In what sense can moral judgments be right or wrong? They cannot be right or wrong in the same way in which descriptive judgments are true or false – unless one is willing to make some extremely counterintuitive metaphysical assumptions about there being moral properties of agents and actions in the world that exist independently of the human mind and of human sensitivity. Still, it seems equally counter-intuitive to claim that moral judgments are a mere matter of personal taste. One way out of this dilemma is to try and develop some kind of response-dependence account of the meaning of the evaluative terms which we use in moral judgments. The underlying idea of such a strategy is that our moral judgments are about agents and their actions in the world, but that the particular way we emotionally respond to these matters of fact is constitutive of their moral evaluation.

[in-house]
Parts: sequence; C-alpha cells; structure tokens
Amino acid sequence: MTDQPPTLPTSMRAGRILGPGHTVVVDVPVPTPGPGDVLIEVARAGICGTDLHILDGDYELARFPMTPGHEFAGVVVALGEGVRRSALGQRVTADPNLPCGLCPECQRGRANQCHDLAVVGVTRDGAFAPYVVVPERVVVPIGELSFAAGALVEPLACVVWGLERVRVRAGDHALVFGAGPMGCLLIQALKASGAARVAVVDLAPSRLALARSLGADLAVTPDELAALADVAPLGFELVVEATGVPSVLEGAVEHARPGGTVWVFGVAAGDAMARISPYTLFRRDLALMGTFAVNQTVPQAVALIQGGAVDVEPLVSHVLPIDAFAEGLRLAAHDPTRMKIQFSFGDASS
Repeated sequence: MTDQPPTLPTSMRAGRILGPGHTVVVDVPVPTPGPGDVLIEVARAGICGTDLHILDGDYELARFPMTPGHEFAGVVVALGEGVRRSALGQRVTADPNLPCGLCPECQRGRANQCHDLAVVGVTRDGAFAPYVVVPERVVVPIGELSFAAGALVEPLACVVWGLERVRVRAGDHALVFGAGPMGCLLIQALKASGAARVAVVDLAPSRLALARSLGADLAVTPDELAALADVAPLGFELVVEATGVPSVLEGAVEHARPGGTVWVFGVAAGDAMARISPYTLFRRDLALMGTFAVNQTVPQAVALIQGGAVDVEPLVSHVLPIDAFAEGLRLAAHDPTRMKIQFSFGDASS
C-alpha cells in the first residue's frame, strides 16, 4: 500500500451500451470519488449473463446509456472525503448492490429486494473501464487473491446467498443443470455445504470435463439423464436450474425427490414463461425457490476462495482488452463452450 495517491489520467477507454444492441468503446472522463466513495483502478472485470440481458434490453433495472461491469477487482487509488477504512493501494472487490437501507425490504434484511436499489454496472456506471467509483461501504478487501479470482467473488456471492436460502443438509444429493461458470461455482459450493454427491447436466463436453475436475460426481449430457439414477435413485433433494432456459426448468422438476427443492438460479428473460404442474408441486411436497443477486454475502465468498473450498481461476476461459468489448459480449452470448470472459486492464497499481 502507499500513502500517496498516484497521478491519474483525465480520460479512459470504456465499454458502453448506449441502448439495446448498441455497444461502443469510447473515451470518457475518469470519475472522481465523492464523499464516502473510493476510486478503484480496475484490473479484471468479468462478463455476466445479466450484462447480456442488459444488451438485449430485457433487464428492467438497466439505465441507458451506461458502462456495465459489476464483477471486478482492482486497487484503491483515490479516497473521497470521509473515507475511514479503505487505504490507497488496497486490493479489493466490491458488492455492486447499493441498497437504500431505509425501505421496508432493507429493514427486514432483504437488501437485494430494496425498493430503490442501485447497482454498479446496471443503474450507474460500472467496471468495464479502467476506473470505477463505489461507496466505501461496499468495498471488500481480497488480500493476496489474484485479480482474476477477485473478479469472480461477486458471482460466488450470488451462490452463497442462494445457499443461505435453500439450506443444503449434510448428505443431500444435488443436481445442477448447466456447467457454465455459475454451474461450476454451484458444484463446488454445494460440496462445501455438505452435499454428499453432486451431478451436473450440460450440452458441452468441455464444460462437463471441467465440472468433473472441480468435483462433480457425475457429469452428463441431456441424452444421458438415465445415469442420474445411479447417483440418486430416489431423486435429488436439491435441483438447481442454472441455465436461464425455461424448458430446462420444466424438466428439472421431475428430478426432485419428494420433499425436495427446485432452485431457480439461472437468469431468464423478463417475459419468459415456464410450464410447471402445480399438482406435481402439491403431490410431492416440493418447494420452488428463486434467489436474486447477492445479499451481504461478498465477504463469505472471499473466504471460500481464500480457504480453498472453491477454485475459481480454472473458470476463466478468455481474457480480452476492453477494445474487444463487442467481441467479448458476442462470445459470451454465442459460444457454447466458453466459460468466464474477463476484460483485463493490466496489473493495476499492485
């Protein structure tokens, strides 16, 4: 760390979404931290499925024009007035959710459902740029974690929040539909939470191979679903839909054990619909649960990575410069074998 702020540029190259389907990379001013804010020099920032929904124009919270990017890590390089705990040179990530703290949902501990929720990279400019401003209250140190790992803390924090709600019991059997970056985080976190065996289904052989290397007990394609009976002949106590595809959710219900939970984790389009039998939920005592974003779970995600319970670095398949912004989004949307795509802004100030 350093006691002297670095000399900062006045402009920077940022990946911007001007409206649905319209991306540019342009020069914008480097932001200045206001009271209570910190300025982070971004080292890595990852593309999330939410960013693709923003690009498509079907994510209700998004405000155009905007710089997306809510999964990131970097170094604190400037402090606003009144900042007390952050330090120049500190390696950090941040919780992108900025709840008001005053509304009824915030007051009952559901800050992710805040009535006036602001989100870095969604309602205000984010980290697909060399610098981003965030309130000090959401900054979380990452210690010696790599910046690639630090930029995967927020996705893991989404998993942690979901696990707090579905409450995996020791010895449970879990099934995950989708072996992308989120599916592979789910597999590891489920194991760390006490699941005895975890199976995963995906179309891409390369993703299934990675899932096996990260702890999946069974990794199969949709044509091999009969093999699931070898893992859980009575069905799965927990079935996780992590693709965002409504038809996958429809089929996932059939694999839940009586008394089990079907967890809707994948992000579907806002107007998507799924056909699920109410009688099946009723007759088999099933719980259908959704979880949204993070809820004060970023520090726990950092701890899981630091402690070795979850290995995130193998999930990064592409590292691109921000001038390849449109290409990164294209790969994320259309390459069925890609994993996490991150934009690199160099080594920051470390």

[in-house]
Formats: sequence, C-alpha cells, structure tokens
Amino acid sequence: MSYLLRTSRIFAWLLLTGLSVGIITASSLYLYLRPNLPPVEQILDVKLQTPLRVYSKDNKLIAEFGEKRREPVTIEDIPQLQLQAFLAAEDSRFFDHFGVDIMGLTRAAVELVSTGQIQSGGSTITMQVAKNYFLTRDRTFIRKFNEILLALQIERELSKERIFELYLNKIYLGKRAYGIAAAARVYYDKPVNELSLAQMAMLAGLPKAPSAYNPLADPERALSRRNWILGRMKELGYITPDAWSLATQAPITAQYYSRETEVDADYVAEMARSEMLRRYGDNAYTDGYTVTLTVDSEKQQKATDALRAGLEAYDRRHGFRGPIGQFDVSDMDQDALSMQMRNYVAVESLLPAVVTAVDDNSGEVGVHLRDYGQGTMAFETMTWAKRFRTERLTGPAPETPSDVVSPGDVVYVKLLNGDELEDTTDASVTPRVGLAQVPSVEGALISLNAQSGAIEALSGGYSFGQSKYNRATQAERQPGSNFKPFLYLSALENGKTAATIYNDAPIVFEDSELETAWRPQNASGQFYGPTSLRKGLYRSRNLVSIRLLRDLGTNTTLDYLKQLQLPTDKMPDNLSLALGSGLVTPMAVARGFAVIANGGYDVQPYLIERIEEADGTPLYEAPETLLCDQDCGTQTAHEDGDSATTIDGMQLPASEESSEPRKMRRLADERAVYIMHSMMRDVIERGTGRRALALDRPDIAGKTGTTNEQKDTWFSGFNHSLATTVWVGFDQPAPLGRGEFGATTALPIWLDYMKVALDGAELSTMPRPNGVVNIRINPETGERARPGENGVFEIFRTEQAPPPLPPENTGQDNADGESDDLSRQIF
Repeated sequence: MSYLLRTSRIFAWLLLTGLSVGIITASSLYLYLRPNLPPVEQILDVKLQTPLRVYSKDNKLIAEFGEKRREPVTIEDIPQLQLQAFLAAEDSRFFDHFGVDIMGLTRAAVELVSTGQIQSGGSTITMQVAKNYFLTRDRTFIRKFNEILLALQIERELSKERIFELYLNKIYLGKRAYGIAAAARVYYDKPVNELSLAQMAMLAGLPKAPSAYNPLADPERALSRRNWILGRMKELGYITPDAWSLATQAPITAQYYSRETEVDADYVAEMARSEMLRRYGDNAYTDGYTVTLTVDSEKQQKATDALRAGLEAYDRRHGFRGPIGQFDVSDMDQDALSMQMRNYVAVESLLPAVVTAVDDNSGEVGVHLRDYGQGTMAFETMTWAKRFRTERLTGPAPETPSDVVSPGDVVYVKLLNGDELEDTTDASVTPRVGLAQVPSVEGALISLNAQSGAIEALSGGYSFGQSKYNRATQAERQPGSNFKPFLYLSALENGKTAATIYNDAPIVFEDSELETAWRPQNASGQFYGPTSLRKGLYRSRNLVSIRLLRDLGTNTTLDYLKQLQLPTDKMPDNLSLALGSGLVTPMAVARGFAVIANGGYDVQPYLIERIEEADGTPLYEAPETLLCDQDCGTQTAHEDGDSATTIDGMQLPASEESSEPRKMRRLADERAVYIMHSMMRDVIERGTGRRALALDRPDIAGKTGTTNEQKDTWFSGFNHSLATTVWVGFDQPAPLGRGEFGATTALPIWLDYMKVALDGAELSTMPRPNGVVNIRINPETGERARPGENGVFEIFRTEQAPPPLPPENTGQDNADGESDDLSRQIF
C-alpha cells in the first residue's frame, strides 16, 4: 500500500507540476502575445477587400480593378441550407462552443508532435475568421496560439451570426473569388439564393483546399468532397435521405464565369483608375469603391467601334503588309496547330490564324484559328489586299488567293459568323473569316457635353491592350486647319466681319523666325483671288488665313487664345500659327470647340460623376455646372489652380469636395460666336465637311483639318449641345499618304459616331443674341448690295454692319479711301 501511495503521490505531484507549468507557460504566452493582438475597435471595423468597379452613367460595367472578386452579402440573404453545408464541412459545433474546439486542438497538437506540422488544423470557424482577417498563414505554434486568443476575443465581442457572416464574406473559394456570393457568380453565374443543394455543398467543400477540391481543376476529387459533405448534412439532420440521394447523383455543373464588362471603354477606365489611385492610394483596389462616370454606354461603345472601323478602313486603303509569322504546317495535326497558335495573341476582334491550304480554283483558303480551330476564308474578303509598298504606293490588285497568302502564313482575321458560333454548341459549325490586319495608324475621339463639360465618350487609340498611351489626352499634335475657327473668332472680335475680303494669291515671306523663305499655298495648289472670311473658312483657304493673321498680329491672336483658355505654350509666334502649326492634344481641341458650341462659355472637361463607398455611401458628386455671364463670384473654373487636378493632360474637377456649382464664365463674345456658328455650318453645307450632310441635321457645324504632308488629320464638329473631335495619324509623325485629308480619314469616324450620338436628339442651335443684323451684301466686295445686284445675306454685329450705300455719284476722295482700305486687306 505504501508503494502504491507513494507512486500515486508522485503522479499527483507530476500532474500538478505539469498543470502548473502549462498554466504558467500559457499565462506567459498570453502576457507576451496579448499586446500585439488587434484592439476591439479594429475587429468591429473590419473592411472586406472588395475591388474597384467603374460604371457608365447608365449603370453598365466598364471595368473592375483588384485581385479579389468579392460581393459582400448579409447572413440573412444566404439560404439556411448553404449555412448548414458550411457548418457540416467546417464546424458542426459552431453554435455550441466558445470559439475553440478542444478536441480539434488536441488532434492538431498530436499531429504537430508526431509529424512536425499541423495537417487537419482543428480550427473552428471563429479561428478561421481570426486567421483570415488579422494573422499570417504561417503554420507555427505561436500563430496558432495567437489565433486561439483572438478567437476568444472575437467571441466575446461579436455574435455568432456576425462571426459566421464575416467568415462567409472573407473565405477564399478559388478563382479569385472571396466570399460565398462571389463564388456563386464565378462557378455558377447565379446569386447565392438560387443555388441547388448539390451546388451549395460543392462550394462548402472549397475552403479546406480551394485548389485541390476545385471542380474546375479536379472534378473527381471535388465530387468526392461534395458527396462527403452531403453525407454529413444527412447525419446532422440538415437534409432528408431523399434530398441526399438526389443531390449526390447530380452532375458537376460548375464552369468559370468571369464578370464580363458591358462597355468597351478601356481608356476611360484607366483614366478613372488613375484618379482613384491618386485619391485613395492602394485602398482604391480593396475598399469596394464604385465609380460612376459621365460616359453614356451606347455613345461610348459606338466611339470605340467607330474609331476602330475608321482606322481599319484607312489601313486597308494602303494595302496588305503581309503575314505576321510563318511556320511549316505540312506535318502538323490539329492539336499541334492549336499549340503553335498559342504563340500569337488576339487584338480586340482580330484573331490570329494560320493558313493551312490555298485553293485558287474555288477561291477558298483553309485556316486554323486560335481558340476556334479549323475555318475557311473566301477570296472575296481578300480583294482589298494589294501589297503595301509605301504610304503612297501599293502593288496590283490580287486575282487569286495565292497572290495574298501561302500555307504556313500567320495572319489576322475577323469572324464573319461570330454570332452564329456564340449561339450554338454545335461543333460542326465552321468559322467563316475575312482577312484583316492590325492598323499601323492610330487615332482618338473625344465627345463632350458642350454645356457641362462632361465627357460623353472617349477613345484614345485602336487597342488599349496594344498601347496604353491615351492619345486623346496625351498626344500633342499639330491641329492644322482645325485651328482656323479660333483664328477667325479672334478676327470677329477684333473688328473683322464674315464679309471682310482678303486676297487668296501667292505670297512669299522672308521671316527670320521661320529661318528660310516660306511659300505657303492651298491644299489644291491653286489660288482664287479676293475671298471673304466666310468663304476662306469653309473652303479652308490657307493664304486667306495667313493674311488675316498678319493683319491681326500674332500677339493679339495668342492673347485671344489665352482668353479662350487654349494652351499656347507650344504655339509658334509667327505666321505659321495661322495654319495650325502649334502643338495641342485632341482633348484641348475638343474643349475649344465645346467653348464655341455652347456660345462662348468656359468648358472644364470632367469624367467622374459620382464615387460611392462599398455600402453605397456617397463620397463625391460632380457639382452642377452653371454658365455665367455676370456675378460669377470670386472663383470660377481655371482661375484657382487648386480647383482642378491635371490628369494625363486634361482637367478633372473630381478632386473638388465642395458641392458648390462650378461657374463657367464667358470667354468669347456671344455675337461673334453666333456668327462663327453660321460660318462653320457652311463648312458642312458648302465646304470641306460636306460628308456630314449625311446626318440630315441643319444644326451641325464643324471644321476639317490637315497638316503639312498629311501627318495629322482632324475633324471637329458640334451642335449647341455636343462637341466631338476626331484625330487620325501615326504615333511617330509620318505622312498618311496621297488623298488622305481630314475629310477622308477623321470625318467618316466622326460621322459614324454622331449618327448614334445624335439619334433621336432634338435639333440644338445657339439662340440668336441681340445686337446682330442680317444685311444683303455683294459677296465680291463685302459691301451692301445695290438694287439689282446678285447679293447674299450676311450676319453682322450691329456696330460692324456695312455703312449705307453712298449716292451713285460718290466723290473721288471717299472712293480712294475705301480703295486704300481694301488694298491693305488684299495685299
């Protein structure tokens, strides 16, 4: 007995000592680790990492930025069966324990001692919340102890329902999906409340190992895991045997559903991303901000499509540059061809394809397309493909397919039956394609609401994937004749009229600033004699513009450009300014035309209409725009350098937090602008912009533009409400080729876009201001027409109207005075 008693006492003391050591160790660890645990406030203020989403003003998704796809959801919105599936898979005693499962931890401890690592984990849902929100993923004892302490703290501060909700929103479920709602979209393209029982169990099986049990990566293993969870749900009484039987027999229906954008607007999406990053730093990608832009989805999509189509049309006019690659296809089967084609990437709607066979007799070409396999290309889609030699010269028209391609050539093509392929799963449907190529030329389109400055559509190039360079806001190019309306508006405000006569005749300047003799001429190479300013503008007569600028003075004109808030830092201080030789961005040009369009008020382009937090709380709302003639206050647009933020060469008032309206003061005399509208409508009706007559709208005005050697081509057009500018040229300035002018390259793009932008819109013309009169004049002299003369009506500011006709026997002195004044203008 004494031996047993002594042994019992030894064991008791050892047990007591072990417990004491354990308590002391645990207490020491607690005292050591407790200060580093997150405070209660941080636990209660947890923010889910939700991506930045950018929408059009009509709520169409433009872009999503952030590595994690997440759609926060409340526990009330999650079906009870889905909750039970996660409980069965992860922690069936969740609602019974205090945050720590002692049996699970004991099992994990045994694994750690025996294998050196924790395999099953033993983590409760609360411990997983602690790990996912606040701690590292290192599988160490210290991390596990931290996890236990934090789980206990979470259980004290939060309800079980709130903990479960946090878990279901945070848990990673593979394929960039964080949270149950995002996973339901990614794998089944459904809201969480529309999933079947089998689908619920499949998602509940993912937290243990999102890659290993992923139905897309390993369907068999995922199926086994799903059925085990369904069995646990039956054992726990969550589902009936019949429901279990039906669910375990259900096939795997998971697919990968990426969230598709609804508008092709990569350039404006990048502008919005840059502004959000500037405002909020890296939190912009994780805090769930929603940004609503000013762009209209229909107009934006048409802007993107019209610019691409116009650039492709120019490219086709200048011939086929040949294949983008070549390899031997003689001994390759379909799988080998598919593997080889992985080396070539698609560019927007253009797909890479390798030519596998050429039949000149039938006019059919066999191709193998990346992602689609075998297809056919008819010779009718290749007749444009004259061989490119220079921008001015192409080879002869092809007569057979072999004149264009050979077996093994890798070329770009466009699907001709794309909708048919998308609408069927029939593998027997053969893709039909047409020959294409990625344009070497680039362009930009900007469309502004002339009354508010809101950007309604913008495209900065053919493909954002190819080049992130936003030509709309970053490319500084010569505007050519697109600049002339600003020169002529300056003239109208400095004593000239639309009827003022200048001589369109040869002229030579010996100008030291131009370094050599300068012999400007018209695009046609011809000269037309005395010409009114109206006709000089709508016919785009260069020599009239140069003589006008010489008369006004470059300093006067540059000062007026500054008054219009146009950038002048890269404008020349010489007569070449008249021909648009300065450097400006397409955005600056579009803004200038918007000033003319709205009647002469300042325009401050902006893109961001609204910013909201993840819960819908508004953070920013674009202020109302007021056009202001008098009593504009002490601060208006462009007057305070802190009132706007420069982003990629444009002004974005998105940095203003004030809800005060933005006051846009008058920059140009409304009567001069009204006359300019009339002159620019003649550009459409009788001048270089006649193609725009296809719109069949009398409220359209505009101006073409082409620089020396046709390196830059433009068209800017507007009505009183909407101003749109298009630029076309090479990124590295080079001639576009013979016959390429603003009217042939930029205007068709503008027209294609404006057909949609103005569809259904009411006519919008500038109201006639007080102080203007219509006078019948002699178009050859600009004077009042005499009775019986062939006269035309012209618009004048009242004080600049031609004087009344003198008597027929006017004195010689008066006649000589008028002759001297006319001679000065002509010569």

Response-dependent accounts of meaning have been proposed for various kinds of terms, including in particular colour terms (such as ‘red’) and evaluative terms (such as ‘morally good’ or ‘morally bad’).
The questions we shall discuss in this course include the following:
What are the similarities and differences between our perceptual and our emotional/evaluative responses to matters of fact? Can a response-dependent account of a colour term provide a model for a response-dependent account of an evaluative term, and of a moral term in particular? And how should we conceive of the person on whose responses we rely when specifying the response constitutive of the meaning of a colour term or of a moral term? What is a normal perceiver? What is a normal subject of an emotional experience?